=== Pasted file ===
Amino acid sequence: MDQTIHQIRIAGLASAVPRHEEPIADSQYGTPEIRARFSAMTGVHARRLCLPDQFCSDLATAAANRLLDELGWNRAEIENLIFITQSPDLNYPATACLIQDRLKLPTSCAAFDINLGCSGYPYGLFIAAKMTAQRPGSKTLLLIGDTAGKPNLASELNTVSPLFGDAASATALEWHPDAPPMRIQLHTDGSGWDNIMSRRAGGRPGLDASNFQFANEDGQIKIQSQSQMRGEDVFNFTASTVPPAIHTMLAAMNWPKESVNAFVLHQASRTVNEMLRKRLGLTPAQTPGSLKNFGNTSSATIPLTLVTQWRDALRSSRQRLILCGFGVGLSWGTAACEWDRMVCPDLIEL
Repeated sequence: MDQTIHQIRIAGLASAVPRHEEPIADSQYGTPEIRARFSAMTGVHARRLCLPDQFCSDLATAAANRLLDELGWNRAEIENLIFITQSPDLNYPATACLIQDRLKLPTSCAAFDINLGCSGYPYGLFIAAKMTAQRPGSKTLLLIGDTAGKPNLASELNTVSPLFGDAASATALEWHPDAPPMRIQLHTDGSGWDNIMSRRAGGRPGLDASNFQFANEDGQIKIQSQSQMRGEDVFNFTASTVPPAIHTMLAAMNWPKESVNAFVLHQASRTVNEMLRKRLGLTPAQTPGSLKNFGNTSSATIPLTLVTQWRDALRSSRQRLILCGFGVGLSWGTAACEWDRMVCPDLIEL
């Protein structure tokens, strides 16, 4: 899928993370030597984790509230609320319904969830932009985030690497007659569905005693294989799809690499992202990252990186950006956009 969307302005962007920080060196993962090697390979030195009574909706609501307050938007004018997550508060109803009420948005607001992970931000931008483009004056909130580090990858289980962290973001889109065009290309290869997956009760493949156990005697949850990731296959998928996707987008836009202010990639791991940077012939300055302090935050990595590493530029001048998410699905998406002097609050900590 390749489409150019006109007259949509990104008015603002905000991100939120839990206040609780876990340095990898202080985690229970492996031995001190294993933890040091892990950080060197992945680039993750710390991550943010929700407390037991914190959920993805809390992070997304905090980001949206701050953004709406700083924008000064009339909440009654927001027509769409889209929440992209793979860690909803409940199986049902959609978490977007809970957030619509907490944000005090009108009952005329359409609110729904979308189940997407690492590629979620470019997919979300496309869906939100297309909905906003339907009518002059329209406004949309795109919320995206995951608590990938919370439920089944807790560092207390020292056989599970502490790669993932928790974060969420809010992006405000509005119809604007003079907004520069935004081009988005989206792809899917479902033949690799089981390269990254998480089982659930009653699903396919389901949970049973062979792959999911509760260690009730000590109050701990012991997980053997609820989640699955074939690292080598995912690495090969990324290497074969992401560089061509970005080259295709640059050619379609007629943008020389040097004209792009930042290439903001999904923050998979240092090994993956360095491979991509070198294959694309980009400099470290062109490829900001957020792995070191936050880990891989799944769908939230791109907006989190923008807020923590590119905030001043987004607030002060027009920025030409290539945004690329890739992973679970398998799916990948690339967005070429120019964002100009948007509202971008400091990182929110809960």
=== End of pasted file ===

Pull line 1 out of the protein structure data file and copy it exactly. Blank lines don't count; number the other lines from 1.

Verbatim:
Amino acid sequence: MDQTIHQIRIAGLASAVPRHEEPIADSQYGTPEIRARFSAMTGVHARRLCLPDQFCSDLATAAANRLLDELGWNRAEIENLIFITQSPDLNYPATACLIQDRLKLPTSCAAFDINLGCSGYPYGLFIAAKMTAQRPGSKTLLLIGDTAGKPNLASELNTVSPLFGDAASATALEWHPDAPPMRIQLHTDGSGWDNIMSRRAGGRPGLDASNFQFANEDGQIKIQSQSQMRGEDVFNFTASTVPPAIHTMLAAMNWPKESVNAFVLHQASRTVNEMLRKRLGLTPAQTPGSLKNFGNTSSATIPLTLVTQWRDALRSSRQRLILCGFGVGLSWGTAACEWDRMVCPDLIEL